In Edmonton, the picture is much the same: a current construction boom is expected to ease conditions for tenants, while a number of firms are moving to consolidate employees under one roof, both for cost savings and to increase collaboration.

Rutherford identified the three largest oil fields in terms of size and production as the Permian Basin in Texas, the Bakken Field in North Dakota, and the Eagleford Formation in south Texas.

“To give you some idea of the size, geologists believe that the Bakken Field may contain more oil than exists in Saudi Arabia,” Rutherford said.

While geologists always suspected those formations contained oil, they weren’t able to identify precisely where and didn’t have the technology to reach the oil until recently.

Innovations in hydraulic directional drilling, giving drill bits the ability to make turns, go horizontally and even do corkscrews, coupled with improved geology and seismic technology that enables geologists to more accurately map the formations, is enabling the production of new supplies of oil and gas.

Canada’s largest supplier to U.S.

Even as the U.S. ramps up production of the light, sweet oil from these formations, the country still has a large demand for heavy oil, of which Canada is its largest supplier. For now, the U.S. has limited capacity to refine and an inability to legally export light oil, although companies are aggressively lobbying for the right to do so.

With work in the energy sector on both sides of the border ramped up, the shale boom is impacting everything from workers’ salaries to real estate demand. Rutherford points out that an energy worker’s salary is 58 per cent higher than average. The extra money gives them stronger purchasing power for cars, houses, retirement plans and so forth, Rutherford said.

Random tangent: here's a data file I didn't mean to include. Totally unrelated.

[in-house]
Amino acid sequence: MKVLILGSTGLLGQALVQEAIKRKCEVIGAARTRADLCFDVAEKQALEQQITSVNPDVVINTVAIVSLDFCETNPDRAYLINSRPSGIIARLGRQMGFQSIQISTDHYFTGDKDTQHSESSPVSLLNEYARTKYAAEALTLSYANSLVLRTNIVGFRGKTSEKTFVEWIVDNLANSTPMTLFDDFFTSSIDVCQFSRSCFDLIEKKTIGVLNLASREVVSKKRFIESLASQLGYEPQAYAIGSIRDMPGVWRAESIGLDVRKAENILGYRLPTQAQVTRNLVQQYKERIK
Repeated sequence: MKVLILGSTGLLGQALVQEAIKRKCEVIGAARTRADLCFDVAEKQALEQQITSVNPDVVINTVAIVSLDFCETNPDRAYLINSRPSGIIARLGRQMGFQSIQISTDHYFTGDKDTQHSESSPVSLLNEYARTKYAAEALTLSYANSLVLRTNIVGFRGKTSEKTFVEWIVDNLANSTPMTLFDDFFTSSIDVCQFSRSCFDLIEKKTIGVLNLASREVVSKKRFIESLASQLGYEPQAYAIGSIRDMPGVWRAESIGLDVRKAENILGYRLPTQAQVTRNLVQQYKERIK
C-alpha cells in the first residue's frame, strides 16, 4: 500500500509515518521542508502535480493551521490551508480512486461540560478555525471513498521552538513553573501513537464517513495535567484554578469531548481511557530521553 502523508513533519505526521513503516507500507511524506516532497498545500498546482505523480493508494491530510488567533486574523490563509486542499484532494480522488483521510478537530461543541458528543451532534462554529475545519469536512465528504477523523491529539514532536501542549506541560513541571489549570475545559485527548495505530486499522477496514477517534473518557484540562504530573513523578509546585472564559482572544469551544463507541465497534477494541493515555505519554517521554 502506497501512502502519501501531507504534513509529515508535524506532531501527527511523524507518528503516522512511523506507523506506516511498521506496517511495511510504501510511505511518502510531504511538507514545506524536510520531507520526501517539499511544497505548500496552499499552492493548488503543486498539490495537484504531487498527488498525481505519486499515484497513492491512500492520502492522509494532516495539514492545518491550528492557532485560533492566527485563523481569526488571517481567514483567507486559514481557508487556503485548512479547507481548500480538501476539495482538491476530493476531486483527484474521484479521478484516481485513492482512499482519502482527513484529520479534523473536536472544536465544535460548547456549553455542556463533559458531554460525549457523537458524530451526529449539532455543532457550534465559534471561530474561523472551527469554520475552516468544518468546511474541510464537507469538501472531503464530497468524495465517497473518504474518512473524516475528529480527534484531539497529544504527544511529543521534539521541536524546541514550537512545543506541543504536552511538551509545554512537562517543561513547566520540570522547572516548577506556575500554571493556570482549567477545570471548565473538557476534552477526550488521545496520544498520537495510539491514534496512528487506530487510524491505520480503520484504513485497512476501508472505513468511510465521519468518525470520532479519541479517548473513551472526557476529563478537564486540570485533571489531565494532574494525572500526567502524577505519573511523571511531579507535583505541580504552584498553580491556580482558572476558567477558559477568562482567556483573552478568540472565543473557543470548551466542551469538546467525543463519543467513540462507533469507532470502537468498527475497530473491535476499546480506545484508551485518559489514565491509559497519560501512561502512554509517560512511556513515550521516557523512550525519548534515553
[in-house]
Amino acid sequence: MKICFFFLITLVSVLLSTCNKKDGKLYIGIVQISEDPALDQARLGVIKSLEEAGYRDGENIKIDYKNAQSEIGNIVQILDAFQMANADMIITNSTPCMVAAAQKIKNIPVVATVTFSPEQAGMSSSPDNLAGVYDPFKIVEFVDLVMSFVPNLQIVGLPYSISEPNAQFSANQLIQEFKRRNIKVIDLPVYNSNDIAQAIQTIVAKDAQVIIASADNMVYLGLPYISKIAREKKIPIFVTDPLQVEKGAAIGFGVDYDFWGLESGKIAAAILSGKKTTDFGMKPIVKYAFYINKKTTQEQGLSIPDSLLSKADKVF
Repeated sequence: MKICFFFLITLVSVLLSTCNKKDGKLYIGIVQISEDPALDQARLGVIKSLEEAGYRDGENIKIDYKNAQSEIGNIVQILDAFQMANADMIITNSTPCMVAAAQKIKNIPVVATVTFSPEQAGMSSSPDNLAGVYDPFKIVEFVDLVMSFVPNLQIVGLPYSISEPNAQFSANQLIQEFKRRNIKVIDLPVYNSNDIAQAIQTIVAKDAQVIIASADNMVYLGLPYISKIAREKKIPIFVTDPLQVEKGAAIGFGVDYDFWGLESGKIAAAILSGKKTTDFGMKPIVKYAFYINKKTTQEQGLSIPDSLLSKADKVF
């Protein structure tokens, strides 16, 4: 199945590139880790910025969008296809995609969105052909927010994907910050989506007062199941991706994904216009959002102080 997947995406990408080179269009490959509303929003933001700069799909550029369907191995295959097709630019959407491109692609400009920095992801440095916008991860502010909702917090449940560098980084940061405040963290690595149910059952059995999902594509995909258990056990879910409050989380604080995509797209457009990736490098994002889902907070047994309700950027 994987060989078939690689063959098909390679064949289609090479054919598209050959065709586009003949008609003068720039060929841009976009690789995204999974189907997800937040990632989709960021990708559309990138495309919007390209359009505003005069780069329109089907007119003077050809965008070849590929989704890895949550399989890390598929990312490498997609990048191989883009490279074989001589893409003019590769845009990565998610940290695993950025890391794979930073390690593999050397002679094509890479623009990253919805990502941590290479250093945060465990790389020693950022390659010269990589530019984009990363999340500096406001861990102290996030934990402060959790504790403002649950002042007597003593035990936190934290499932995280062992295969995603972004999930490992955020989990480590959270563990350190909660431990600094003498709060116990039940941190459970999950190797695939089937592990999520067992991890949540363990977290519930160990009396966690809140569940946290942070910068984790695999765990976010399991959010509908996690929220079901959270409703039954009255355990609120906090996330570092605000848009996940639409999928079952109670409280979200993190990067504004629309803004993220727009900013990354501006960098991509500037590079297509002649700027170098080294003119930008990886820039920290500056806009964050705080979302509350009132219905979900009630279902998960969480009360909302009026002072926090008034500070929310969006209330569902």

“An expanding energy industry in the U.S. and Canada has a ripple effect through the entire economy that’s extremely positive and, yes, we are experiencing it first in real estate issues and real estate markets in places like Edmonton, Fort McMurray, Calgary and in Williston, Hobbs and Midland,” said Rutherford.

Multi-family housing in the smaller centres, including cities such as Fort McMurray, are an issue as the populations suddenly balloon with “guest workers” who require housing.

Williston, for example, had a population of 12,000 before the oil boom and now has about 25,000 temporary workers, according to Rutherford. At the same time, the communities are struggling to expand the infrastructure required to handle the influx of workers.


A multiple award-winning reporter, writer and editor for more than 25 years, Charles Mandel most recently worked as the National Observer's climate change reporter. He is a former Atlantic correspondent…

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A multiple award-winning reporter, writer and editor for more than 25 years, Charles Mandel most recently worked as the National Observer's climate change reporter. He is a former Atlantic correspondent…